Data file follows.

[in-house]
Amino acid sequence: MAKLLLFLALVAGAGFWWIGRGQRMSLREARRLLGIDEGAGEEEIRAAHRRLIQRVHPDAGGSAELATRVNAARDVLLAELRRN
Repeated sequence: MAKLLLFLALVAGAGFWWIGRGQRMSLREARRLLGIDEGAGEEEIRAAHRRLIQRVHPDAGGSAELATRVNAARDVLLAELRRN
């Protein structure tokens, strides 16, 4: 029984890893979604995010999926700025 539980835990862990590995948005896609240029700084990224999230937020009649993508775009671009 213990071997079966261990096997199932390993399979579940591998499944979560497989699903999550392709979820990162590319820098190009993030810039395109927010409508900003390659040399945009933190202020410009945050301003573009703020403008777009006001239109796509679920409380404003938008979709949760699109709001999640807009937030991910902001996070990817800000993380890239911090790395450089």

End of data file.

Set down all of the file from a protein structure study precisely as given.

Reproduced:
[in-house]
Amino acid sequence: MAKLLLFLALVAGAGFWWIGRGQRMSLREARRLLGIDEGAGEEEIRAAHRRLIQRVHPDAGGSAELATRVNAARDVLLAELRRN
Repeated sequence: MAKLLLFLALVAGAGFWWIGRGQRMSLREARRLLGIDEGAGEEEIRAAHRRLIQRVHPDAGGSAELATRVNAARDVLLAELRRN
């Protein structure tokens, strides 16, 4: 029984890893979604995010999926700025 539980835990862990590995948005896609240029700084990224999230937020009649993508775009671009 213990071997079966261990096997199932390993399979579940591998499944979560497989699903999550392709979820990162590319820098190009993030810039395109927010409508900003390659040399945009933190202020410009945050301003573009703020403008777009006001239109796509679920409380404003938008979709949760699109709001999640807009937030991910902001996070990817800000993380890239911090790395450089």